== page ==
Rep. Kim Moser of Taylor Mill, chair of the House Health and Family Services Committee, said “A state of emergency does not change the eligibility for SNAP benefits. There is no reason to be concerned that the eligibility standards will be changing there.”

Yetter reports, “SJR 150 won a hurried passage in the House Thursday on a vote of 75-20 just a few hours after it cleared the House State Government Committee, despite questions of some lawmakers. . . . At the committee meeting, Chairman Jerry Miller, R-Louisville, told members with questions that they still had time to get answers.”

“I’m sure this won’t be on the floor today,” Miller said. He was wrong.

The resolution also would require Beshear to get the legislature’s approval before declaring another Covid-19 state of emergency “based upon the same or substantially similar facts and circumstances.”
Covid-19 mitigation money: Beshear objected to the Senate version of the state budget having “zero dollars” for mitigation of Covid-19, even though he asked that those efforts get upwards of $170 million in funds from the American Rescue Plan Act, the latest federal relief bill.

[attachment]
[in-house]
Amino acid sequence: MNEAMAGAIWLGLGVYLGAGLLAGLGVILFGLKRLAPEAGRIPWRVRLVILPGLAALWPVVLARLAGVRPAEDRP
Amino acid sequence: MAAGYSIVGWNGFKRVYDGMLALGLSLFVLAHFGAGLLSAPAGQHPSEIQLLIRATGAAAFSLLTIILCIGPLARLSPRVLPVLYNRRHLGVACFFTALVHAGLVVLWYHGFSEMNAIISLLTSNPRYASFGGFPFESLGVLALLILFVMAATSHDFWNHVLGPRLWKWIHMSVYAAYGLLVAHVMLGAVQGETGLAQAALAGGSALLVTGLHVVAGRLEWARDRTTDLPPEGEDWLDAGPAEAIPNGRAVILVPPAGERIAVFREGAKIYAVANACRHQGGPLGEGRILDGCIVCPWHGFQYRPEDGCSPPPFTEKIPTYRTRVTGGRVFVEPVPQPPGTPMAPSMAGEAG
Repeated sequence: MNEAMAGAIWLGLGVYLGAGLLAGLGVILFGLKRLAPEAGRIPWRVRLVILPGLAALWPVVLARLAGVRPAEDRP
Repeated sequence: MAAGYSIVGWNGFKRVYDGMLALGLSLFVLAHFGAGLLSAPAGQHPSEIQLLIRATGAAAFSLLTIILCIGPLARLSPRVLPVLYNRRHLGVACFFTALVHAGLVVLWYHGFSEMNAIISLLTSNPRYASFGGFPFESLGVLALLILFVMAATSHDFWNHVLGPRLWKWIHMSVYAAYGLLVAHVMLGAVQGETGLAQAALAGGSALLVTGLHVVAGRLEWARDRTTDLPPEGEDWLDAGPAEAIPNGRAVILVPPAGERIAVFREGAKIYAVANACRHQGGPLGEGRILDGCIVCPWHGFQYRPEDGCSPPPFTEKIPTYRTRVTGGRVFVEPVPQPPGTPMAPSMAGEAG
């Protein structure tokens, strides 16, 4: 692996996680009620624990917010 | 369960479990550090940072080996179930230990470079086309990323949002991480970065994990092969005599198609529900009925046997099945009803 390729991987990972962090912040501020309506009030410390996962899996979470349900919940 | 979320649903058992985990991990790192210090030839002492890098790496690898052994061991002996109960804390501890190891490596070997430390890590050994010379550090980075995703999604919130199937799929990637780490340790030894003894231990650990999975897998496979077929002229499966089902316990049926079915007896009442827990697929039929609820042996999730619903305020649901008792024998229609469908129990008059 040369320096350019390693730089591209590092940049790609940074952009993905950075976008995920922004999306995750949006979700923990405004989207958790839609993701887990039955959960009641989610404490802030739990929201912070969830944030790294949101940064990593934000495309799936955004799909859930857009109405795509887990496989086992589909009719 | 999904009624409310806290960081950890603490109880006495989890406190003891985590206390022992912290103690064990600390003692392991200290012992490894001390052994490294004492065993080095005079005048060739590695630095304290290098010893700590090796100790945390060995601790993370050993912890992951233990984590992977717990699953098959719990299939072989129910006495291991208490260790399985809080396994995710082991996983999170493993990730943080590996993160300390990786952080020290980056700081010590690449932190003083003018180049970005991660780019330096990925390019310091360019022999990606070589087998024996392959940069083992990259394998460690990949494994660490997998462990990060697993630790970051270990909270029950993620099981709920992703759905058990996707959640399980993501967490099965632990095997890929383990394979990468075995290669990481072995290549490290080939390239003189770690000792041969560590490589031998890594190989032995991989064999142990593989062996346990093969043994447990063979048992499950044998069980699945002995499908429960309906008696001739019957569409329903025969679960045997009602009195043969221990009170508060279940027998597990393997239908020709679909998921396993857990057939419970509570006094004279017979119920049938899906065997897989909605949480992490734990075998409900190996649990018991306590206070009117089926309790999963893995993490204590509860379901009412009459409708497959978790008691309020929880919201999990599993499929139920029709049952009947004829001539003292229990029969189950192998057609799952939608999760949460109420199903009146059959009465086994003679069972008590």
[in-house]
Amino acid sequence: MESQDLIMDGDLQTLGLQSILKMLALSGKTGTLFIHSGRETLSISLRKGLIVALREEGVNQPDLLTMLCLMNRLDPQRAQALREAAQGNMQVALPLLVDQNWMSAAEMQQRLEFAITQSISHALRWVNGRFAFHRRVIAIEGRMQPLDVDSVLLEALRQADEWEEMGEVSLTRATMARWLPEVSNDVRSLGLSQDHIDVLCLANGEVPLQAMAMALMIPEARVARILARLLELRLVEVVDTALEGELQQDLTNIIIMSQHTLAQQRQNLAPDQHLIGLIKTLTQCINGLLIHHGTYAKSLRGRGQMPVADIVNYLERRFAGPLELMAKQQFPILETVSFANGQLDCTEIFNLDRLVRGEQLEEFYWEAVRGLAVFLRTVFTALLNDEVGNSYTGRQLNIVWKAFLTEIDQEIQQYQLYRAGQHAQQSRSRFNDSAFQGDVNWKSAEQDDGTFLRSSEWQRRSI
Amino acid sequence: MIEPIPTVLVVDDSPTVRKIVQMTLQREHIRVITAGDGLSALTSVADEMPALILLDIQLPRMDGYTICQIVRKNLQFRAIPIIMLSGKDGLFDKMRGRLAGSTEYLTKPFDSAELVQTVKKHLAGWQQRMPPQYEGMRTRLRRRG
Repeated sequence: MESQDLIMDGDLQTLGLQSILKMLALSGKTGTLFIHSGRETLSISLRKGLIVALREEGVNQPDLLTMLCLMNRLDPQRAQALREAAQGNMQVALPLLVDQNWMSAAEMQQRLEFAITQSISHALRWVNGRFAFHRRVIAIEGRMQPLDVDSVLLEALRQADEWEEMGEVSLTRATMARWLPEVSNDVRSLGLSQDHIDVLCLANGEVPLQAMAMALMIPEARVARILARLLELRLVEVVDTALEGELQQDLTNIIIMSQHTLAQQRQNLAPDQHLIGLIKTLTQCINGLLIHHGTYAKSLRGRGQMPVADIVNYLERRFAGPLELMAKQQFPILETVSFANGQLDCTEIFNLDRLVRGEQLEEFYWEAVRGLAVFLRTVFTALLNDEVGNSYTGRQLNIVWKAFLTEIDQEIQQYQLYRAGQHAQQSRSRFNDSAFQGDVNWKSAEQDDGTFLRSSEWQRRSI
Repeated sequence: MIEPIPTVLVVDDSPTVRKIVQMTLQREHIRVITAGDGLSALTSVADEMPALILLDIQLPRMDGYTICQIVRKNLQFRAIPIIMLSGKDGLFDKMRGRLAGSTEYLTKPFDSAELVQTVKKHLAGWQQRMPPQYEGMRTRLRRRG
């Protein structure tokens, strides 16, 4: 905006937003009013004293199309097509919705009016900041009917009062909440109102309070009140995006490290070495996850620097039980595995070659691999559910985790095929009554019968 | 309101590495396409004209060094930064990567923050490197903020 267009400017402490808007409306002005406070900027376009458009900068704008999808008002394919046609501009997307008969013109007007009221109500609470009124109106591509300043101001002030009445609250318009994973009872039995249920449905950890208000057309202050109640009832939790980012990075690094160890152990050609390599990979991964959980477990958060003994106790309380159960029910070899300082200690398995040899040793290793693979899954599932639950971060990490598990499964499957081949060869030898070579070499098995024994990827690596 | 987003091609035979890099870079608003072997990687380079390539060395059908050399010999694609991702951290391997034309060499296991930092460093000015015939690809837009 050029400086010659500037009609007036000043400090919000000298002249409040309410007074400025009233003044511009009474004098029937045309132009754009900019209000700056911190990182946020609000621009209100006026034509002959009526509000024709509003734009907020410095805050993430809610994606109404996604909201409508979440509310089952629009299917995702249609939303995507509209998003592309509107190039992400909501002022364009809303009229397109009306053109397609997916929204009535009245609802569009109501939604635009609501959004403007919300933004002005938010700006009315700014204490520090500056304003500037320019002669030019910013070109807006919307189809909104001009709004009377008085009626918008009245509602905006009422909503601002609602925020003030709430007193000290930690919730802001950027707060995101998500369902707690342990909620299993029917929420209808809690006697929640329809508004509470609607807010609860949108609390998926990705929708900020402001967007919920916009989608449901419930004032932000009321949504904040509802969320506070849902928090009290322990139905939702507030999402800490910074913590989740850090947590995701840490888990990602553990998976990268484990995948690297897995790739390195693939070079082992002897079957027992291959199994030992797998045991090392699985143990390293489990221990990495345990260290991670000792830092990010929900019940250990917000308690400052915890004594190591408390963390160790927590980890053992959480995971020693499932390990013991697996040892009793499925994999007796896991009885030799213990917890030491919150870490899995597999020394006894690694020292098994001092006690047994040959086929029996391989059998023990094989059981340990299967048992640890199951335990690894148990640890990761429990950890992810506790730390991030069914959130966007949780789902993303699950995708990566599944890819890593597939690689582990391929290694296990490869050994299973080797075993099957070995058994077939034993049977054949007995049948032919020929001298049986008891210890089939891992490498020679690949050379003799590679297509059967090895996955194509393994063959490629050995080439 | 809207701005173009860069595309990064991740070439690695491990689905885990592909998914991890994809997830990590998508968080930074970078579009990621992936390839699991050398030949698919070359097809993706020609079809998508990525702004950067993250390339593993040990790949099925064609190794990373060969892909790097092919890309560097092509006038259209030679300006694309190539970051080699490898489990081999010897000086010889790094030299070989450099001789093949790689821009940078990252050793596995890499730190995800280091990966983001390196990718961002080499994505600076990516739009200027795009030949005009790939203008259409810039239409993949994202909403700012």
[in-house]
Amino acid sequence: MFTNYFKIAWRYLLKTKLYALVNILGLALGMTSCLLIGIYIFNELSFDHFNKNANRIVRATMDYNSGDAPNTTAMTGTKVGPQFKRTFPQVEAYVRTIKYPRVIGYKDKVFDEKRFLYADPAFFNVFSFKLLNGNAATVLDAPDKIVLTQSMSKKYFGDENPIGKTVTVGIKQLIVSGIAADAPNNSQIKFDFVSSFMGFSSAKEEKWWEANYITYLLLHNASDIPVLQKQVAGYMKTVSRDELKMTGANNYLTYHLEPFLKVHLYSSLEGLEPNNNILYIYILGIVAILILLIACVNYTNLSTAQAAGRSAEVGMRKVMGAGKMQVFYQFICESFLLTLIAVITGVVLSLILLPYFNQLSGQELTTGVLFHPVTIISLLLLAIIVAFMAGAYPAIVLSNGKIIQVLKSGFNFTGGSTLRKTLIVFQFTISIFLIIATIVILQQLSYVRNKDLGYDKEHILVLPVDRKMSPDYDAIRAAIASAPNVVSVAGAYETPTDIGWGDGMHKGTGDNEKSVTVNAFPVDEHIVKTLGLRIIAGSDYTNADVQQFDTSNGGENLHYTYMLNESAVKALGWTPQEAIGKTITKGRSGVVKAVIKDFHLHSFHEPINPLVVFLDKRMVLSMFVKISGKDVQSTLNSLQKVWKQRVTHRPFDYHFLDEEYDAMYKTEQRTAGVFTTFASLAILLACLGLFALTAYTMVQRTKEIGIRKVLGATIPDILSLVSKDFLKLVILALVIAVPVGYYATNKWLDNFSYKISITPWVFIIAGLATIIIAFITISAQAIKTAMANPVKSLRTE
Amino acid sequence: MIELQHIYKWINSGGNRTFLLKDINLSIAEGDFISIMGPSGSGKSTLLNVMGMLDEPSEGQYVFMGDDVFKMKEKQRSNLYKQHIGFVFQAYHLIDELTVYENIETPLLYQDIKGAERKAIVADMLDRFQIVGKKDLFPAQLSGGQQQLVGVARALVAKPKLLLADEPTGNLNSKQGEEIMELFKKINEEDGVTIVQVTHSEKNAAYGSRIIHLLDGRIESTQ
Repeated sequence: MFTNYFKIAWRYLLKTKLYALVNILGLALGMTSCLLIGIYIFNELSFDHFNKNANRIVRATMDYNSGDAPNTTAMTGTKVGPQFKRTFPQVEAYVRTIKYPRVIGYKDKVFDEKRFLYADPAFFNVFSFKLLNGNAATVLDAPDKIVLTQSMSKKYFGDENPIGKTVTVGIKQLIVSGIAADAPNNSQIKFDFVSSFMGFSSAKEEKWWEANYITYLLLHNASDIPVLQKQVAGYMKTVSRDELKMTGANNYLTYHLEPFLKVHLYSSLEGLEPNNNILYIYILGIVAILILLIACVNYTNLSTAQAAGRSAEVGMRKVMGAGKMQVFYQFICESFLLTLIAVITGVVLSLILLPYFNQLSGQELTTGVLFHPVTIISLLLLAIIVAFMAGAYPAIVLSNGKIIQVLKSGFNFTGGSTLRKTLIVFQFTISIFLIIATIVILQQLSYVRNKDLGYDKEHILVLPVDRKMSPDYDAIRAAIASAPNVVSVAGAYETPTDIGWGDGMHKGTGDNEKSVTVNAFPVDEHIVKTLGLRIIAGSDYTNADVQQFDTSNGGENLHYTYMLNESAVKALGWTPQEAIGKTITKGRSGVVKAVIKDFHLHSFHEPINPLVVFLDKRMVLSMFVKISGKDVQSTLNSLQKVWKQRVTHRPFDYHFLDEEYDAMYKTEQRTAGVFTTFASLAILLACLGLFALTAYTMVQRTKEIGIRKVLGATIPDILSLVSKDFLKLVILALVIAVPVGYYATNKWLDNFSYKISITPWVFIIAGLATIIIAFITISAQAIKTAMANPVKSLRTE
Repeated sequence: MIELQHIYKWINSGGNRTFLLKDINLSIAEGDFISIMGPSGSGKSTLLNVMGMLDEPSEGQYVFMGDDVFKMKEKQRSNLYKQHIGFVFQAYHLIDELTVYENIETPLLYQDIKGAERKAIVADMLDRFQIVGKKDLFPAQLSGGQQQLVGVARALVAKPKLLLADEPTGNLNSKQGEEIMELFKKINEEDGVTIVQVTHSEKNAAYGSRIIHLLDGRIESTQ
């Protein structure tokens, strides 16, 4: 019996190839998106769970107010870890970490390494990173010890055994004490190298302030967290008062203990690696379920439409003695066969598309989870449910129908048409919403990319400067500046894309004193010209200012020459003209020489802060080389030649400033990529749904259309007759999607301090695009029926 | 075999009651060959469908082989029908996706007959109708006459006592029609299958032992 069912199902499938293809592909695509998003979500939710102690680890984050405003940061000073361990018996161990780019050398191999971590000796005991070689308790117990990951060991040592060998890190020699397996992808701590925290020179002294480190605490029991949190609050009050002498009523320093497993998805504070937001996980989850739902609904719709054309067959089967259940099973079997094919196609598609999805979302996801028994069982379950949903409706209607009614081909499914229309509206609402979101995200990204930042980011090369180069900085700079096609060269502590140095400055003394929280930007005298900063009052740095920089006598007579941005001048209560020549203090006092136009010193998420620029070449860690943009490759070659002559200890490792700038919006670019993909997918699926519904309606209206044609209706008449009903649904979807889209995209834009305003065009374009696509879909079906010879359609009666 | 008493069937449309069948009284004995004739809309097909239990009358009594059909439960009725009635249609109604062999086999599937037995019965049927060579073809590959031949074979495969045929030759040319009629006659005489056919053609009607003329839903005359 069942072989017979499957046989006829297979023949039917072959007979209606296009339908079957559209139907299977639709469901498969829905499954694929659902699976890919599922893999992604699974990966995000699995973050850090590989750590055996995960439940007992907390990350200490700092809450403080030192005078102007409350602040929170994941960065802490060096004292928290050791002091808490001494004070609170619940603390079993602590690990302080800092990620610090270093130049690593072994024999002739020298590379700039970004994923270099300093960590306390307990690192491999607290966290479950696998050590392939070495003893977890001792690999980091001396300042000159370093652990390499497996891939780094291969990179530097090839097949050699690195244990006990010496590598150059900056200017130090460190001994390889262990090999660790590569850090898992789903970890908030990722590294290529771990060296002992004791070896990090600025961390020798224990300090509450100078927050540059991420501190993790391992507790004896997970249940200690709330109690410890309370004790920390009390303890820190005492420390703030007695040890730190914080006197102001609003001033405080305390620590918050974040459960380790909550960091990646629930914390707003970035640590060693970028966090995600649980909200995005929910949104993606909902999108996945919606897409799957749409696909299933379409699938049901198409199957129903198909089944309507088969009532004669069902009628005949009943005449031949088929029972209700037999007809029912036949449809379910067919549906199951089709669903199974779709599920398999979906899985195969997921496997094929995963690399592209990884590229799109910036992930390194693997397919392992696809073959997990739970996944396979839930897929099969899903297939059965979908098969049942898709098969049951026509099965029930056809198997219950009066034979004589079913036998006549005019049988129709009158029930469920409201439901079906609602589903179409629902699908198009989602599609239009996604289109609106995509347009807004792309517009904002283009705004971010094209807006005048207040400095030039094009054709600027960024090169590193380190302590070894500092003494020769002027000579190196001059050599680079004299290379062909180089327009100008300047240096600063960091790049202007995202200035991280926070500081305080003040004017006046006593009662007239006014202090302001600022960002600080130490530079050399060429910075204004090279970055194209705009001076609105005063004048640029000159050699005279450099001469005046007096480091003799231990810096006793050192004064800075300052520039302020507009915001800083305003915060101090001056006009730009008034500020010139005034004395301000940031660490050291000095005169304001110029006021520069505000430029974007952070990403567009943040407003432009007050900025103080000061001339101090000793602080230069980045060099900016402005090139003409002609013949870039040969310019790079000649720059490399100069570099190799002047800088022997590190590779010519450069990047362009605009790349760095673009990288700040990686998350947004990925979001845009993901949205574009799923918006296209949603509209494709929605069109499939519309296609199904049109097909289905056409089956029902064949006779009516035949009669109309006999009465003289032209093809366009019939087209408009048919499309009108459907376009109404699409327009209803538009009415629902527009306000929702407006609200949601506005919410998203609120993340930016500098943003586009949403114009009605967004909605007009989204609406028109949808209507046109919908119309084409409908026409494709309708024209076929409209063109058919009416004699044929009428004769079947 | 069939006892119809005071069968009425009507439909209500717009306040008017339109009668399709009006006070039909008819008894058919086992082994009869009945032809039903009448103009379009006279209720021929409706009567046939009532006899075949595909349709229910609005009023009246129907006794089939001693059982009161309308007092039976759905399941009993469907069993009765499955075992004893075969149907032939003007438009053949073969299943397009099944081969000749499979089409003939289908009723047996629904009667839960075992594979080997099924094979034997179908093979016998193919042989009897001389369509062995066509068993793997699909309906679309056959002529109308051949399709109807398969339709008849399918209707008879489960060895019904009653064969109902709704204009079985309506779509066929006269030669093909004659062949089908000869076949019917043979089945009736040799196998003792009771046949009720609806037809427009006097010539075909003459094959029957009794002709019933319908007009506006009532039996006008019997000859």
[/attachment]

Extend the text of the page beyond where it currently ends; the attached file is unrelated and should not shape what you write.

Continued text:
Beshear said he did not know if the House budget allocated any ARPA money toward the efforts. but a cursory search of the House budget shows that it only includes money to support Covid-19 testing of residents and staff at facilities that house people with mental illness or intellectual disabilities.
Without money for Covid-19 mitigation, Beshear said, several programs will end on June 30: the test-to-stay program in public schools; regional community antibody administration centers; community-based testing through Gravity Diagnostics and the University of Kentucky. He also said it would make uncertain the ability to support a 90-day emergency supply of personal protective equipment and necessary warehouse space.
“Remember, we’re learning to live with it,” he said of the coronavirus. “It’s not disappearing. . . . This is about us being able to support things like testing, PPE and actual treatment if you get it given that the pandemic in some form is still going to be around.”